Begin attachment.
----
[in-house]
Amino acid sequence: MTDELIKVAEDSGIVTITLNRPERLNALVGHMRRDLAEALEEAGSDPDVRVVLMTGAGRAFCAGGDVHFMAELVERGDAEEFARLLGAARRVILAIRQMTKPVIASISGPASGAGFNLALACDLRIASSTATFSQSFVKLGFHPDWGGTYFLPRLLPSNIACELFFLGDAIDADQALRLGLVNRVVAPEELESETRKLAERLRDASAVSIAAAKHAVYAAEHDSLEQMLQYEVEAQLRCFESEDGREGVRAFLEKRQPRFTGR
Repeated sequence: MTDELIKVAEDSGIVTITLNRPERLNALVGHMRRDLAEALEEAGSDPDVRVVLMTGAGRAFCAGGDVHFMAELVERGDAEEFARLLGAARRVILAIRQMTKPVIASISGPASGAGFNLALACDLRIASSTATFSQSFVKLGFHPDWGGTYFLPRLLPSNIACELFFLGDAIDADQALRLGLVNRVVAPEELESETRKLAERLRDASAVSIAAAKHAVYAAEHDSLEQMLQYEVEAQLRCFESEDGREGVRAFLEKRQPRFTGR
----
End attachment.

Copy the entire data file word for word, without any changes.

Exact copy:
[in-house]
Amino acid sequence: MTDELIKVAEDSGIVTITLNRPERLNALVGHMRRDLAEALEEAGSDPDVRVVLMTGAGRAFCAGGDVHFMAELVERGDAEEFARLLGAARRVILAIRQMTKPVIASISGPASGAGFNLALACDLRIASSTATFSQSFVKLGFHPDWGGTYFLPRLLPSNIACELFFLGDAIDADQALRLGLVNRVVAPEELESETRKLAERLRDASAVSIAAAKHAVYAAEHDSLEQMLQYEVEAQLRCFESEDGREGVRAFLEKRQPRFTGR
Repeated sequence: MTDELIKVAEDSGIVTITLNRPERLNALVGHMRRDLAEALEEAGSDPDVRVVLMTGAGRAFCAGGDVHFMAELVERGDAEEFARLLGAARRVILAIRQMTKPVIASISGPASGAGFNLALACDLRIASSTATFSQSFVKLGFHPDWGGTYFLPRLLPSNIACELFFLGDAIDADQALRLGLVNRVVAPEELESETRKLAERLRDASAVSIAAAKHAVYAAEHDSLEQMLQYEVEAQLRCFESEDGREGVRAFLEKRQPRFTGR